Is not another column type, it’s an API to be implemented by CAS vendors mainly and used by applications.

Somehow, it’s similar with EBS on SharePoint. In fact, there is a competition between the two (some nice cover is here), and I also feel that RBS is the way to go (regardless of the current limitation about accesing the context of the Blob).

EMC already has a RBS connector for Centera. Nice.

So, 2008 brings a lot of nice things on the table. Let me know when you use them.

Sun and IBM

Or, “there can be only one” – to quote a slashdotter.

I was reading this last evening as the news talk about the feeding frenzy which is seen in the market.

Such a huge deal would be sure to attract the attention of monopoly aware government organizations, both in the States and worldwide. I’m curious if it can stand this type of inquiry.

Anyway, if this happens the IT market will change significantly for a lot of people and while this does not directly touch the ECM space, I believe it will affect us (i see Lee feels this also).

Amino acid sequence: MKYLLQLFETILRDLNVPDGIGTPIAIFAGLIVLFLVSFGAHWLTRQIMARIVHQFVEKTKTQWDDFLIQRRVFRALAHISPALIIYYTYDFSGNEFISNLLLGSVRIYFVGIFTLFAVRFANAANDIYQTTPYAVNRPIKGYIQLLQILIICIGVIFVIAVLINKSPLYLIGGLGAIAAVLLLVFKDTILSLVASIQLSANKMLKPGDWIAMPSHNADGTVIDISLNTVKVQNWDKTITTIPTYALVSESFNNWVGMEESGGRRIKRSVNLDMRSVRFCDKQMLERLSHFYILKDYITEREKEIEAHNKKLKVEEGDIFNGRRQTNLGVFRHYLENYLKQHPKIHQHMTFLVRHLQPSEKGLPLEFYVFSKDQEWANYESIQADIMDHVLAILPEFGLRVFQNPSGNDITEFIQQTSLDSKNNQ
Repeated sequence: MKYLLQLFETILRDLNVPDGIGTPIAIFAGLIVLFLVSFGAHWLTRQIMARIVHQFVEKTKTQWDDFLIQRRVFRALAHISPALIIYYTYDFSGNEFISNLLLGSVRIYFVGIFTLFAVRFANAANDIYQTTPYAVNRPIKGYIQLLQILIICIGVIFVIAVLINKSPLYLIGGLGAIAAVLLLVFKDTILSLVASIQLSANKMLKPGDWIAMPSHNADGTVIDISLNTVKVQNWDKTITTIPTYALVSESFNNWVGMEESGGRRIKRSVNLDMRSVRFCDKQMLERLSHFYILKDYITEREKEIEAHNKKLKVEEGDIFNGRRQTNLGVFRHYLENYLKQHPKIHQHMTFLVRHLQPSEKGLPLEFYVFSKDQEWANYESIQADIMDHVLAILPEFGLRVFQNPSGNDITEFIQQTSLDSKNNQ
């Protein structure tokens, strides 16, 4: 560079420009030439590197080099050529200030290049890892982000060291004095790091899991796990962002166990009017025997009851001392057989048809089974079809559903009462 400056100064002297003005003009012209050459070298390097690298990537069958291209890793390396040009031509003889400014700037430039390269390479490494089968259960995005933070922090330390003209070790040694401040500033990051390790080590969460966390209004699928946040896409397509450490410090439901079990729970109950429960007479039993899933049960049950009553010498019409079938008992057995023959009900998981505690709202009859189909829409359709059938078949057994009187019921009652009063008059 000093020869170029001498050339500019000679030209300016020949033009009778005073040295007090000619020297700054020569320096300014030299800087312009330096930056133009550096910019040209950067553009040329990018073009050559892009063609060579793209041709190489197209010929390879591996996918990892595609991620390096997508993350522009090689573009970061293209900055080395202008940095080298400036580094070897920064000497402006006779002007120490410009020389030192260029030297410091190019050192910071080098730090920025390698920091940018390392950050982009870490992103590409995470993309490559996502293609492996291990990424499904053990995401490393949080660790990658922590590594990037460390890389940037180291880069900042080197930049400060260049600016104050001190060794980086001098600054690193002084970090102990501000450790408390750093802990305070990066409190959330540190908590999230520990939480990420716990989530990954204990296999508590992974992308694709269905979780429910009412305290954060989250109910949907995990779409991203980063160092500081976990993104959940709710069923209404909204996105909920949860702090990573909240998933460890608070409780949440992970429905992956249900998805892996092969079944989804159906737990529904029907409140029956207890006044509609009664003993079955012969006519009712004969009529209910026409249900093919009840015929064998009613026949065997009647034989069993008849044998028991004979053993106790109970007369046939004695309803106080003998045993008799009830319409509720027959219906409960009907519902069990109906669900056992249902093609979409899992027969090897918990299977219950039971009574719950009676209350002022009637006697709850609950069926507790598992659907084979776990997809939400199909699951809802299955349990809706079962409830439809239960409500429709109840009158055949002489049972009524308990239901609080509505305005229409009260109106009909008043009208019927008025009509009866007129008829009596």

Due to the lack of comment on the topic from Sun and IBM officials, i think there is definitely something going on and we might have to see a new and bigger giant appear in the IT space.

Is traditional ECM up for high performance

Last week I stumbled over the WordPress statistics for February.

Impressive. That got me thinking on how I would be able to implement this kind of backend system with a traditional (read “top Gartner stuff”). And I shivered inside while thinking of IBM CM, Documentum, FileNet… SharePoint (lol!).

I remember once I’ve seen a support issue with one of the above vendors in which the administration tool could not display the size of filestores bigger that 2 GB. And I believe the issue is still there, after 2-3 years. Tragic.